[00:09:17] Dan: Yes, it is weird but you know what? It’s working in a big way and they are owning tech in a really big way and I think restaurants need to pay very close attention to their web assets, to their online ordering if they have it. Even if it’s their menus online got to create a great customer experience there as well not just in store.

[00:09:39] Adam: And what you’re saying, that’s a real reason why traffic. Based on behavior changes outside of your four walls so technology is profoundly changing how we think about food; how we order food, how we interact with restaurant brands and Domino’s is innovating way ahead of the field and thank God they are. They’re testing a lot of things for a lot of us that — it won’t work for a lot of brands but for the brands that scaled, a lot of them can employ some of these things that are working.

But as consumers change those behaviors, what happens is that people get left, the brands get left behind if they’re not at least up to speed on some of those things.

The challenge for brands is, are you – how do you invest? Where do you put your chips? If there’s new media, there’s new social channels, there’s new tools, do I need an app? You can’t possibly do everything if you’re a small brand. Domino’s has the luxury of having that market cap to be able to make those investments.

[00:10:40] Dan: Yes. You’re absolutely right, but the beauty of the web, the inter-webs is that even small brands can take advantage of the technology.

It’s understanding how your customer uses technology. Once you understand that and what’s important to them then whatever budgets you do have, and again limited compared to something like a Domino’s, go all in on two or three things.

Test, optimize, test, optimize and see what resonates with your audience. Believe me, I think you can win a lot of hearts and minds; you’re reaching out to audiences in the right way with the most relevant messages. By the way, you can intercept them at a variety of times a day with that.

[00:11:30] Adam: Absolutely, the most important two words you said in that last paragraph was, “Your customer.” Here’s another way that brands kill traffic at their own places.

They want to go broad and they forget who their core customer is and they don’t stay loyal to that core customer or build on that core customer.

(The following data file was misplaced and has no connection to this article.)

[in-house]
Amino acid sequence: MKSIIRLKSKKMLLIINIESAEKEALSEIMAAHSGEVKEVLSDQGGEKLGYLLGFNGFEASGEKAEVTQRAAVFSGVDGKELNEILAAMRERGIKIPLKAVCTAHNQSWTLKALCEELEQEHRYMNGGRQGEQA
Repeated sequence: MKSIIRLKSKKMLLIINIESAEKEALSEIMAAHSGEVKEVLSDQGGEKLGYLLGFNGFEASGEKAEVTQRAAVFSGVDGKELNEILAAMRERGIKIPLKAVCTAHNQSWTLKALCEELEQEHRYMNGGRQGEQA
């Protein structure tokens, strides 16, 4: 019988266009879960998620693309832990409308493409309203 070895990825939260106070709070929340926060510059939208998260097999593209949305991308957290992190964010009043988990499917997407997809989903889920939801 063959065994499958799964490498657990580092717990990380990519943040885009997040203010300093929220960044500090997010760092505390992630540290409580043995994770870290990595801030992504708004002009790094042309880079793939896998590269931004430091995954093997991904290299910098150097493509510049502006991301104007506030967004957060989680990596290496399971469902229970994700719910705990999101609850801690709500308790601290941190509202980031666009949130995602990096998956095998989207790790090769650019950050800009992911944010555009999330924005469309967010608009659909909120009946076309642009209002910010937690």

What you said is so smart. “What is your customer doing online? Would they use an app? I don’t know.” That’s not true for everybody, right? Just because you’re a big brand — Outback has an app; do I want it on my phone? I don’t know, I don’t think so. That’s precious data. I don’t know if I want to give it up.

[00:12:10] Dan: Agree, the app world’s it’s own complexity. When I think of, especially for a smaller brand, when I think of how to leverage the web up.

Paid social is a powerful thing, where they intercept people that are in your area, geo-fencing and so forth. Obviously, any kind of geo-fencing with a mobile device is really powerful and again you can test it. It’s not like a television campaign where there’s a big upfront cost to develop the asset, then you have to commit to weeks of advertising in the digital realm that hold what my mantra is test and optimize, test and optimize.

[00:12:59] Adam: Yes. I think you’re making a really good point as it relates to marketing and just getting in there and doing small tests. Then you don’t have to bet the farm on any particular channel or solution.

[00:13:11] Dan: I think the other — you brought up something or a conversation we’re having a few days ago about trends and the changing palates of many consumers.

I think, and you might want to weigh in on this because I know you’ve done a lot of research around this, is how important making sure the flavor profiles, the ingredients you’re using, are that which just can drive traffic, can really attract people to say, “I got to try that, that sounds interesting.”

[00:13:44] Adam: Right. Which one of those things drives trial or drives a single occasion versus a lasting customer that came in and was convinced that you really got it, so in 2016, going back into 2015, we saw an investment in fish brands that are selling poke. Poke – I don’t know how to say it, I think it’s poke – and really, having these dishes that are really kind of new ones for QSR or fast casual, not your usual, if I’m going out to lunch and getting Quizno’s or Roy Rogers as listed here in your notes.

That’s a different animal. How does a brand – the reason traffic dies is that becomes a trend and a brand like Arby’s can’t add that, a brand like most QSRs just can’t add something that new ones to their menu. That concept is built around that and there’s five or 10 of those, those that’s with the new hamburger trend.

[00:14:44] Dan: Right. Agreed but what brands, mature brands can do? Like in Arby’s like you mentioned before, is start experimenting with ingredients, building on there, so they — we all know what their platform is, we all know it’s the roast beef so, what can you do that roast beef sandwich to get that consumer to say, “That sounds interesting, I want to get in there.”?
I can’t remember the last time I was at an Arby’s but that’s me.
But you’re seeing a lot of that today and I think it’s smart because it’s A) It gives people a reason to come in, B) It’s probably on trend and I’m not talking about Sriracha.

[00:15:30] Adam: Right. Let’s just add something from Sriracha. I think it’s everywhere, it’s overexposed.

[00:15:34] Dan: It’s done and unfortunately.

[00:15:36] Adam: It’s the Deflategate of condiments.

[00:15:39] Dan: Exactly.

[00:15:40] Adam: I’m tired of hearing about.

When we talk about that kind of innovation, that kind of menu innovation, of figuring out what’s the ingredient or what’s the flavor profile of poke that makes sense at Arby’s or — Arby’s is a tough example for that, but for Subway, how would Subway integrate some kind of a pacific fish in to their menu without throwing out their customers?